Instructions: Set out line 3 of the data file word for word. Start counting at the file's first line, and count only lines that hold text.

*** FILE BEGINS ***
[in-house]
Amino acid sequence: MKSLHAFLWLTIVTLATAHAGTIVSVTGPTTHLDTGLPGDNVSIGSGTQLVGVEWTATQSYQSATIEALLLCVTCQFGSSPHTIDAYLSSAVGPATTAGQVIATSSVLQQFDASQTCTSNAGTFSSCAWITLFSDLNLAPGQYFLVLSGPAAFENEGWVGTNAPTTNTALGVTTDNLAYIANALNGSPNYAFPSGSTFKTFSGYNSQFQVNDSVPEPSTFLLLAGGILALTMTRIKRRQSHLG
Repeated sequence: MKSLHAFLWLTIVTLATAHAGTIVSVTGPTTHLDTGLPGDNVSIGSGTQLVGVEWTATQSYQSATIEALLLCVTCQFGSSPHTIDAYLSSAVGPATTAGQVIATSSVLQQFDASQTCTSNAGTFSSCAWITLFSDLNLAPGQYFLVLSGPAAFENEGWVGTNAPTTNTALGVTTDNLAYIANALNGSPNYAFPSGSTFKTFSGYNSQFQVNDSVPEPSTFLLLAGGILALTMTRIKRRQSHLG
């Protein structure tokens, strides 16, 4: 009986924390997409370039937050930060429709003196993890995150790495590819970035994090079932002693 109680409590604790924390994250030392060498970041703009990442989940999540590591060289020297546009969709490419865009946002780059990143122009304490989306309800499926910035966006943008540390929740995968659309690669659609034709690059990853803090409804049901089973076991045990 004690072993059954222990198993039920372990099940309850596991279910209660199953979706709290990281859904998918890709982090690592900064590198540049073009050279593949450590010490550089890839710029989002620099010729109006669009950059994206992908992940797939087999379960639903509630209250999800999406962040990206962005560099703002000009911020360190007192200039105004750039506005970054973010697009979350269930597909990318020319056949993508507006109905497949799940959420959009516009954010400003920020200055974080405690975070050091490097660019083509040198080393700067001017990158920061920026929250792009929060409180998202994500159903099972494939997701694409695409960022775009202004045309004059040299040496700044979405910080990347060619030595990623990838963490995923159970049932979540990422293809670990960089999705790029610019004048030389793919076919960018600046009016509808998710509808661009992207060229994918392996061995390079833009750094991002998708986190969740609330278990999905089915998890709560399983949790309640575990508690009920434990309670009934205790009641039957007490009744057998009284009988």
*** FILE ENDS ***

Repeated sequence: MKSLHAFLWLTIVTLATAHAGTIVSVTGPTTHLDTGLPGDNVSIGSGTQLVGVEWTATQSYQSATIEALLLCVTCQFGSSPHTIDAYLSSAVGPATTAGQVIATSSVLQQFDASQTCTSNAGTFSSCAWITLFSDLNLAPGQYFLVLSGPAAFENEGWVGTNAPTTNTALGVTTDNLAYIANALNGSPNYAFPSGSTFKTFSGYNSQFQVNDSVPEPSTFLLLAGGILALTMTRIKRRQSHLG